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The earth-toned main building was built in the ‘Italianate’ style

If you find yourself on main Shahrah-e-Iraq, look east. Through the din and smog that defines the heart of Saddar, the horizon offers an incongruous sight; St Patrick’s Cathedral flanked on one side by the sprawling yet serene campus of St Joseph’s Convent School (SJC).

Educating women for over 150 years… SJC was founded in 1862 by Monsignor Steins, the Vicar Apostolic of Bombay and five Sisters of the Cross who came to Karachi from Belgium for missionary work. The school has educated thousands of prominent Pakistani women ever since, including Uzma Aslam Khan, Dr Hamida Khuhro, Maria B, Marvi Memon, Mehreen Jabbar, Sania Saeed, Maliha Lodhi, and Zubeida Mustafa.

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Discussing a project with the team

A serene campus… The campus consists of several buildings, of which the most imposing is the earth-toned Main Building, believed to be designed by an Italian architect called Father Pagani in the ‘Italianate’ style, complete with arches and columns. Several classrooms and hallways are located on the ground floor, while a small chapel and the nuns’ living area is on the first floor. Equally impressive is the Hall where school concerts are held, and where the chemistry laboratories are located. Two of the most popular venues for schoolgirls during recess are the famous Abdullah’s Canteen and the courtyard that overlooks the Principal’s Office. A statue of the Virgin Mary (called the Grotto) stands near the Canteen. Classes are also held in Lourdes House. A garden complete with a gazebo runs along the length of this building.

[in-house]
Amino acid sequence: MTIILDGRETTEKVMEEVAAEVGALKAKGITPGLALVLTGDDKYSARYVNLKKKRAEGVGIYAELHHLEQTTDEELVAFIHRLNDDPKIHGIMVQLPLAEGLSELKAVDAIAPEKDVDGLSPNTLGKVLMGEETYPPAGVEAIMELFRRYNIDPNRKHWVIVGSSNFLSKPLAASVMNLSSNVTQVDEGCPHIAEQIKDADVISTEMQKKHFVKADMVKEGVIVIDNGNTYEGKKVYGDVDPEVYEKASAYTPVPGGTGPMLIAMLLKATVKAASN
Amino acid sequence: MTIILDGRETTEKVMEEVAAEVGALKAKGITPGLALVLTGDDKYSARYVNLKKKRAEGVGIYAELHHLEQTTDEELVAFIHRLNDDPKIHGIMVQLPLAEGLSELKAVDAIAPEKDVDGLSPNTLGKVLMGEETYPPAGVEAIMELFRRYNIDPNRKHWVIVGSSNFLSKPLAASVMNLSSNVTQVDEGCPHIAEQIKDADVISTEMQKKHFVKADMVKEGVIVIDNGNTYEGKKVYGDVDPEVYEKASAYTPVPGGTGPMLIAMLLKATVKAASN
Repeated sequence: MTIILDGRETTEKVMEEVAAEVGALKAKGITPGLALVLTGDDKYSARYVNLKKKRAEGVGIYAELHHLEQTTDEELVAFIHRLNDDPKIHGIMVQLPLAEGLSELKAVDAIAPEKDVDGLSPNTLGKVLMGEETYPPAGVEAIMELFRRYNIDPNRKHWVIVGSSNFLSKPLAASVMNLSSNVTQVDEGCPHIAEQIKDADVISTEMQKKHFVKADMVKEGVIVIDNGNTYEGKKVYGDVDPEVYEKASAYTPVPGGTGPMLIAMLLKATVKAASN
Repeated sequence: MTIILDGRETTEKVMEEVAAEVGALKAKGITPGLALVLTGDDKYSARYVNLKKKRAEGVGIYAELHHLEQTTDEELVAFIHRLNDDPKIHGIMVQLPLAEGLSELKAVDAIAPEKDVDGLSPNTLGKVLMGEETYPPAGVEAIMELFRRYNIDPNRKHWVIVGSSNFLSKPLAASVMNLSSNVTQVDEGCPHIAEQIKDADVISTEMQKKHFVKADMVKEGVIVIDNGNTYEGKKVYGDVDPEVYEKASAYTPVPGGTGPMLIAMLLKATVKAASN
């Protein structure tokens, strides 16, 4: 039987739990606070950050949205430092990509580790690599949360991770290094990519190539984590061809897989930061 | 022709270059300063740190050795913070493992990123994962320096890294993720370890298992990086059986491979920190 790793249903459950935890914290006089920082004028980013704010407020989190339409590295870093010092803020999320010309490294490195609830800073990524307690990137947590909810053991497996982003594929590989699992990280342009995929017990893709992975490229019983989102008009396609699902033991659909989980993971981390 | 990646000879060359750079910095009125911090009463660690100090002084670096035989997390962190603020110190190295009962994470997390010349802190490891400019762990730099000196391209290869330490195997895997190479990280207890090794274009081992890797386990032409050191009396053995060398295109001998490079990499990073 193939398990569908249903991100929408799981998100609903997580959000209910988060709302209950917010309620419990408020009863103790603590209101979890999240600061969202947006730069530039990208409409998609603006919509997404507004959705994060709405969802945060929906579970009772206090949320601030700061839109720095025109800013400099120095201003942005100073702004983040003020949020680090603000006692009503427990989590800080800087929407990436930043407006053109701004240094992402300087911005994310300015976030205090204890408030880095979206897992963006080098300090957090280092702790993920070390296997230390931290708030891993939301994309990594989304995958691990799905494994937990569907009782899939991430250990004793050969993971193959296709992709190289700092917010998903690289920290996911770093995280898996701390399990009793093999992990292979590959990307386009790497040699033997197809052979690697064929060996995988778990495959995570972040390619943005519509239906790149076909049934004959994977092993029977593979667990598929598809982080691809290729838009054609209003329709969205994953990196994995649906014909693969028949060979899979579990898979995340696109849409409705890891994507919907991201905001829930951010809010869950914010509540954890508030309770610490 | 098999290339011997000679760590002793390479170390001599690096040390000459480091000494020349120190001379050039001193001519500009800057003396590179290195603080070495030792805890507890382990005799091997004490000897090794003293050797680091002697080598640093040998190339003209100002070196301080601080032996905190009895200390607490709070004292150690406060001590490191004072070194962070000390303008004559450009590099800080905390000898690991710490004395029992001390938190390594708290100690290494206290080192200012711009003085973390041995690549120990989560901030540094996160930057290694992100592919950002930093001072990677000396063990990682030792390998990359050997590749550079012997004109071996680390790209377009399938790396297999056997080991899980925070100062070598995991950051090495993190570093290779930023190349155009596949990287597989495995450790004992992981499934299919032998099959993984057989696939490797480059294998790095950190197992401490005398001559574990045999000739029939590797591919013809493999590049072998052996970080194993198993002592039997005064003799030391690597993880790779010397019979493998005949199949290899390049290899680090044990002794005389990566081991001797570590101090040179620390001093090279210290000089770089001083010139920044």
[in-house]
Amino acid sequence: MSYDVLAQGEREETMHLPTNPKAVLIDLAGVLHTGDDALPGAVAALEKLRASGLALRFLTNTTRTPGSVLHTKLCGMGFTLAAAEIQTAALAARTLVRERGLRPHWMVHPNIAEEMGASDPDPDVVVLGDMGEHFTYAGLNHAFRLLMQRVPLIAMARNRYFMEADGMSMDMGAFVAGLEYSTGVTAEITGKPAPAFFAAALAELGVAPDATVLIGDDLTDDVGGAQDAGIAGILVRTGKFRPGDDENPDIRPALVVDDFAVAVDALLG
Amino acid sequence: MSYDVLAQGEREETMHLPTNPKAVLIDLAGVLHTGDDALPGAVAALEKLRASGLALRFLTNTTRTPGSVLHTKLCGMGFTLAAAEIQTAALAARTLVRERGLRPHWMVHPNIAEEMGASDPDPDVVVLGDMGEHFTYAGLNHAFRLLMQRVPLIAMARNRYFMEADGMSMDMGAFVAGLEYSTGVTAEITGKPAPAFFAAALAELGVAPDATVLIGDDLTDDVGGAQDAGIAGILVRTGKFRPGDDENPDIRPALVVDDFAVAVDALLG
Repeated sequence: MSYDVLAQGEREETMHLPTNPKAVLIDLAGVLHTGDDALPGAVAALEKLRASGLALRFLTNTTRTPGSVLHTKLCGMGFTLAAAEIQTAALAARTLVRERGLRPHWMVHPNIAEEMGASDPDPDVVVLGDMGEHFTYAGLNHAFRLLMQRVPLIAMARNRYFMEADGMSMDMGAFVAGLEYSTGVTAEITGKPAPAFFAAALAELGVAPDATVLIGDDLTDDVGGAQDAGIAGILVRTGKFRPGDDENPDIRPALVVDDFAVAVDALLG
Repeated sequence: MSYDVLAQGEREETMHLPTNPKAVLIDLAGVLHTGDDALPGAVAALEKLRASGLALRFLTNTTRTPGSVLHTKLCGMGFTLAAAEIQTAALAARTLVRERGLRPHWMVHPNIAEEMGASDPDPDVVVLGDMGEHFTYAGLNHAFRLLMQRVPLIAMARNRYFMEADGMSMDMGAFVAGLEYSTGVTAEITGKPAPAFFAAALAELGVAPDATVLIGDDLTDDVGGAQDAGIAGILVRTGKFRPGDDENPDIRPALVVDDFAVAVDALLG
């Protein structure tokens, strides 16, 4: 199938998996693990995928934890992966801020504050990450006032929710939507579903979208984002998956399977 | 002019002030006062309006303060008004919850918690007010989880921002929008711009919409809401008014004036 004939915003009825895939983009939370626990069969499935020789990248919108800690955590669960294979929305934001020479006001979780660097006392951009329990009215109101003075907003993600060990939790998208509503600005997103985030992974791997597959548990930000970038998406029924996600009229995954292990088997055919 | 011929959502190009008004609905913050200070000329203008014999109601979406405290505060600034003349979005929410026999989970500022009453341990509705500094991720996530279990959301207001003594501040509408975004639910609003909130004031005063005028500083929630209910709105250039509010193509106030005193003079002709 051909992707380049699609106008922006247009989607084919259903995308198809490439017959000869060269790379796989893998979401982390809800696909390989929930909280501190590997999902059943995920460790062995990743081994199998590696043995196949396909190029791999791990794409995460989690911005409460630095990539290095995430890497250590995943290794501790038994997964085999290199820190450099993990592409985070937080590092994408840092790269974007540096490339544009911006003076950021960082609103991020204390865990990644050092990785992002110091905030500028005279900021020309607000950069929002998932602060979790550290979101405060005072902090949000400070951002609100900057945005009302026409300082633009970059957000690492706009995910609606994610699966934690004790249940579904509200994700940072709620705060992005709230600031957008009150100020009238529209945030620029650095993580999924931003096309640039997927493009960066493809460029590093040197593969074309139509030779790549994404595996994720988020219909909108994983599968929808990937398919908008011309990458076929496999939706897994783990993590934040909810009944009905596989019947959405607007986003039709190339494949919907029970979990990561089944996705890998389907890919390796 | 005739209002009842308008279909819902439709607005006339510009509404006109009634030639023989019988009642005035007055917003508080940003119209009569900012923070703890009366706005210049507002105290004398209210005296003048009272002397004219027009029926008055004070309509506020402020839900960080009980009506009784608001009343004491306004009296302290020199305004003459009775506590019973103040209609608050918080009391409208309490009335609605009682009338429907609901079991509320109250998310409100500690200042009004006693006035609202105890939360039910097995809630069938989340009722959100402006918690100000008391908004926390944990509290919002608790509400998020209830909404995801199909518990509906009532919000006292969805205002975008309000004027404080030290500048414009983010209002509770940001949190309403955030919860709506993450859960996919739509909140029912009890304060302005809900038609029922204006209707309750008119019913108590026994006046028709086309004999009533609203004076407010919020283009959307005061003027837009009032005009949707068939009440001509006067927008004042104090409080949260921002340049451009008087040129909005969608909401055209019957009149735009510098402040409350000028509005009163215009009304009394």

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A typical classroom at St Joseph’s

No boys allowed… Rules have always been strictly followed at the Convent, and no boys are allowed inside. Therefore, the Convent’s blue gate remains a popular spot for boys from nearby schools (including St Patrick’s and St Paul’s) to hang out in the hope of attracting some doe-eyed attention.

Surrounded by Saddar… Just outside the campus lies the chaotic commercial world of Saddar. Across the road from the Convent is Burhani Book Stall, useful for photocopies and stationery, while for chaat there is the ‘tuck shop’ next door. Further down is the narrow Bhicaji Street, where several stores are located, at the end of which stands The Goan Union Hall – Karachi’s answer to New York’s FlatIronBuilding.

In a nutshell… Having functioned for over 150 years, the SJC is not just a school – it is an institution in its own right, and one of Karachi’s most beloved landmarks.

– Faiza Shah

First published in the Real Estate Section of The DAWN National Weekend Advertiser on March 3, 2013.

Photographs by Tahir Jamal/White Star.

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